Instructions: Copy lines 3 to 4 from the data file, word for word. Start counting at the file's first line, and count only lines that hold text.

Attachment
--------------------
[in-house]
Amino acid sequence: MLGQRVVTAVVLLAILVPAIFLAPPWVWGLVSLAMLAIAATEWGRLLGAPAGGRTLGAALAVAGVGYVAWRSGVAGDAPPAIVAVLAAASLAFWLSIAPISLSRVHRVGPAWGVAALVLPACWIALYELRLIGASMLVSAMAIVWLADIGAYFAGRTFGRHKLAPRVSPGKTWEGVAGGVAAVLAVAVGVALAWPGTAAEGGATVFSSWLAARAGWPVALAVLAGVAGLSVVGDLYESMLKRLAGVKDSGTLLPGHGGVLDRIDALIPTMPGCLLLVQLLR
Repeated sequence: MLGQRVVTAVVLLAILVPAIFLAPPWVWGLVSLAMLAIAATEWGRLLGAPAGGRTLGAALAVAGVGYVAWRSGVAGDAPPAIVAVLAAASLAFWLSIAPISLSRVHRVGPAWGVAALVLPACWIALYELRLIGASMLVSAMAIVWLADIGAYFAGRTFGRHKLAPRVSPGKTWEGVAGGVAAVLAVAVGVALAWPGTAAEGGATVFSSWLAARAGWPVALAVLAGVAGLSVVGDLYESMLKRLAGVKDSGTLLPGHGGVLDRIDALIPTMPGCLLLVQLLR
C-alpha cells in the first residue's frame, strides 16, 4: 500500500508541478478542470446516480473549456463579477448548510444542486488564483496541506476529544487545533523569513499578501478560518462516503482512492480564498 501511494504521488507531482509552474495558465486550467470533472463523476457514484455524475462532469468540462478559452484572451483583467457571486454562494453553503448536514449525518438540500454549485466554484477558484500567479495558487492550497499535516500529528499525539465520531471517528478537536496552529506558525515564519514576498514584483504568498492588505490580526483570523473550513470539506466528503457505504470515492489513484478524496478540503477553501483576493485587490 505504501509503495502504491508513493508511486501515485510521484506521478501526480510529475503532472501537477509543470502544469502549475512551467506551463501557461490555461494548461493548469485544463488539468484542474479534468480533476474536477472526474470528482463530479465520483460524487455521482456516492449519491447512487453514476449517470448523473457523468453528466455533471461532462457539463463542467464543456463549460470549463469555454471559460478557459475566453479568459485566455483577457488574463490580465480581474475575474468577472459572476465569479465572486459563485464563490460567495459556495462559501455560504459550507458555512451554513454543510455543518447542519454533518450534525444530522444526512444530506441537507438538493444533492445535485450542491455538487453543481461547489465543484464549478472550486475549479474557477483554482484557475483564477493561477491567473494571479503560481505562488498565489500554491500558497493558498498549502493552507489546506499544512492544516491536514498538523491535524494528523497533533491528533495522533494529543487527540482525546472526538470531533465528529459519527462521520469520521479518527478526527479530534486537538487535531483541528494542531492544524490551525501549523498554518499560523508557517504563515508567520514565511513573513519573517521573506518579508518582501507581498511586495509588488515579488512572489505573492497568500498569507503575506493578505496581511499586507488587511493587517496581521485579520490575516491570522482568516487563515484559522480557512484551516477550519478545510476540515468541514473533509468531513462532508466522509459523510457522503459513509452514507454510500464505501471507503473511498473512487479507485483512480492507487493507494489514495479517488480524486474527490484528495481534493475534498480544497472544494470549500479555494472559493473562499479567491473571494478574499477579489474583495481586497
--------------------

Repeated sequence: MLGQRVVTAVVLLAILVPAIFLAPPWVWGLVSLAMLAIAATEWGRLLGAPAGGRTLGAALAVAGVGYVAWRSGVAGDAPPAIVAVLAAASLAFWLSIAPISLSRVHRVGPAWGVAALVLPACWIALYELRLIGASMLVSAMAIVWLADIGAYFAGRTFGRHKLAPRVSPGKTWEGVAGGVAAVLAVAVGVALAWPGTAAEGGATVFSSWLAARAGWPVALAVLAGVAGLSVVGDLYESMLKRLAGVKDSGTLLPGHGGVLDRIDALIPTMPGCLLLVQLLR
C-alpha cells in the first residue's frame, strides 16, 4: 500500500508541478478542470446516480473549456463579477448548510444542486488564483496541506476529544487545533523569513499578501478560518462516503482512492480564498 501511494504521488507531482509552474495558465486550467470533472463523476457514484455524475462532469468540462478559452484572451483583467457571486454562494453553503448536514449525518438540500454549485466554484477558484500567479495558487492550497499535516500529528499525539465520531471517528478537536496552529506558525515564519514576498514584483504568498492588505490580526483570523473550513470539506466528503457505504470515492489513484478524496478540503477553501483576493485587490 505504501509503495502504491508513493508511486501515485510521484506521478501526480510529475503532472501537477509543470502544469502549475512551467506551463501557461490555461494548461493548469485544463488539468484542474479534468480533476474536477472526474470528482463530479465520483460524487455521482456516492449519491447512487453514476449517470448523473457523468453528466455533471461532462457539463463542467464543456463549460470549463469555454471559460478557459475566453479568459485566455483577457488574463490580465480581474475575474468577472459572476465569479465572486459563485464563490460567495459556495462559501455560504459550507458555512451554513454543510455543518447542519454533518450534525444530522444526512444530506441537507438538493444533492445535485450542491455538487453543481461547489465543484464549478472550486475549479474557477483554482484557475483564477493561477491567473494571479503560481505562488498565489500554491500558497493558498498549502493552507489546506499544512492544516491536514498538523491535524494528523497533533491528533495522533494529543487527540482525546472526538470531533465528529459519527462521520469520521479518527478526527479530534486537538487535531483541528494542531492544524490551525501549523498554518499560523508557517504563515508567520514565511513573513519573517521573506518579508518582501507581498511586495509588488515579488512572489505573492497568500498569507503575506493578505496581511499586507488587511493587517496581521485579520490575516491570522482568516487563515484559522480557512484551516477550519478545510476540515468541514473533509468531513462532508466522509459523510457522503459513509452514507454510500464505501471507503473511498473512487479507485483512480492507487493507494489514495479517488480524486474527490484528495481534493475534498480544497472544494470549500479555494472559493473562499479567491473571494478574499477579489474583495481586497